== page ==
While New Zealand participated in the Australasian Federation Conference convened in Melbourne in 1890, it had little real enthusiasm for the prospect of federating with the Australian colonies. As Sir John Hall, then Premier of New Zealand and one of two New Zealand delegates to the Conference, observed:
Nature has made 1200 impediments to the inclusion of New Zealand in any such Federation in the 1,200 miles of stormy ocean which lie between us and our brethren in Australia.That does not prevent the existence of a community of interests between us. There is a community of interest, and if circumstances allow us at a future date to join in the federation, we shall be only too glad to do so. But what is the meaning of having 1,200 miles of ocean between us? Democratic government must be a government not only for the people, and by the people, but, if it is to be efficient; and give content, it must be in sight and within hearing of the people.
Beyond sheer distance, other issues in play were ‘divergent economic interests, underlying cultural differences, a concern to preserve New Zealand’s financial and political autonomy, and the view that continuing free trade, cooperation and mutual military support would be possible without the need for full federation’.
Accordingly, at the suggestion of the New Zealand delegates, NSW Premier Henry Parkes’ proposed resolution calling for ‘an early union under the Crown of all the Australasian Colonies’ was changed to refer only to the Australian colonies, with a second added resolution that ‘the remoter Australasian Colonies shall be entitled to admission [to the union] at such times and on such conditions as may be hereafter agreed upon’.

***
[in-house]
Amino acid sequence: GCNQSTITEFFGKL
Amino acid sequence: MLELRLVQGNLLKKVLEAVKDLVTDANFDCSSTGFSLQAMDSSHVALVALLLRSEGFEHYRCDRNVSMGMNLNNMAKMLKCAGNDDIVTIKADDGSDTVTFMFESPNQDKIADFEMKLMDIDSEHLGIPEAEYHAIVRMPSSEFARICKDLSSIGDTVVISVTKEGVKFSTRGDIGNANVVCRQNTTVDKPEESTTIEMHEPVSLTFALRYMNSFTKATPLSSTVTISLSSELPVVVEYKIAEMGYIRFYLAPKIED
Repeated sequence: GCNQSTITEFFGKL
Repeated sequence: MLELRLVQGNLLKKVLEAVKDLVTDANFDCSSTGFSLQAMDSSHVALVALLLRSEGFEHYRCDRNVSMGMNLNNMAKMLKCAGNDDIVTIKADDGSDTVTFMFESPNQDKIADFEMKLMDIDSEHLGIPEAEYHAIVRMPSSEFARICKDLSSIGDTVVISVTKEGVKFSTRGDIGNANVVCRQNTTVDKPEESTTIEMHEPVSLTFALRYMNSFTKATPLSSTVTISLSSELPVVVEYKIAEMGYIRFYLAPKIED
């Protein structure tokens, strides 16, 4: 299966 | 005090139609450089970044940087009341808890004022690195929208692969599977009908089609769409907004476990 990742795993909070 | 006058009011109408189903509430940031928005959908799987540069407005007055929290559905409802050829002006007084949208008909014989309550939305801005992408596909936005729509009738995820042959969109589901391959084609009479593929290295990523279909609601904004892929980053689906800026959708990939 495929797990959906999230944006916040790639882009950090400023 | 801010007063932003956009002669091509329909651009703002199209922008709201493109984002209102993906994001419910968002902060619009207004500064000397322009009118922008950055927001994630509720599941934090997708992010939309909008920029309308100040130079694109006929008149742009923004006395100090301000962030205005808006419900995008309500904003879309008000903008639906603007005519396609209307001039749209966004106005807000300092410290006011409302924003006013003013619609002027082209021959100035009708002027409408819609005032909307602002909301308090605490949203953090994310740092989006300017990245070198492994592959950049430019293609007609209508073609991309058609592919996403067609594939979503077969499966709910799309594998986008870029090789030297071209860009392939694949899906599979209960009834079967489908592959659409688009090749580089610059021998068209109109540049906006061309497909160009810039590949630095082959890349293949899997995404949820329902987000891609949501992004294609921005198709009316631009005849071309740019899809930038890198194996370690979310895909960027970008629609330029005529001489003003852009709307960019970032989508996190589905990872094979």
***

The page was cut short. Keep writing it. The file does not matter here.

New Zealand was again represented at the National Australasian Convention convened in Sydney the following year to draft a federal constitution. There, Captain William Russell, Colonial Secretary for New Zealand, argued the Conference should focus not on ‘the creation of one large colony on the continent of Australia’ but ‘to frame a constitution that all parts of Australasia shall be able to attach themselves to it should they now or hereafter think fit to do so’:
Although we do hesitate … in New Zealand, to submit ourselves to federation, I should not like the world to think that we are inimical to the idea at all. Though we may be unwilling to submit ourselves to any drastic laws, although we are unwilling to abrogate any of the powers of government necessary for our internal management, which we possess at the present time, there are all sorts of laws to which we shall be only too happy to submit ourselves if we are able to do so.
New Zealand did not participate in the Australasian Federal Convention which met in 1897 and 1898 and produced the Commonwealth of Australia Constitution Bill, which was subsequently endorsed by referenda in each Australian colony in 1898, 1899 and 1900. However, the road to union remained open as the Commonwealth of Australia Constitution Act (UK) provided ‘for admission into the Commonwealth of other Australasian Colonies and possessions of the Queen’ (preamble) including New Zealand specifically (covering clause 6).
On 26 December 1900, on the initiative of Prime Minister Richard Seddon, New Zealand Governor-General, Sir Uchter John Mark Knox Ranfurly, appointed a Royal Commission ‘for the purpose of inquiring as to the desirability or otherwise of our … colony federating with the Commonwealth of Australia’. The Commission was chaired by Colonel Albert Pitt, a Member of the New Zealand Legislative Council.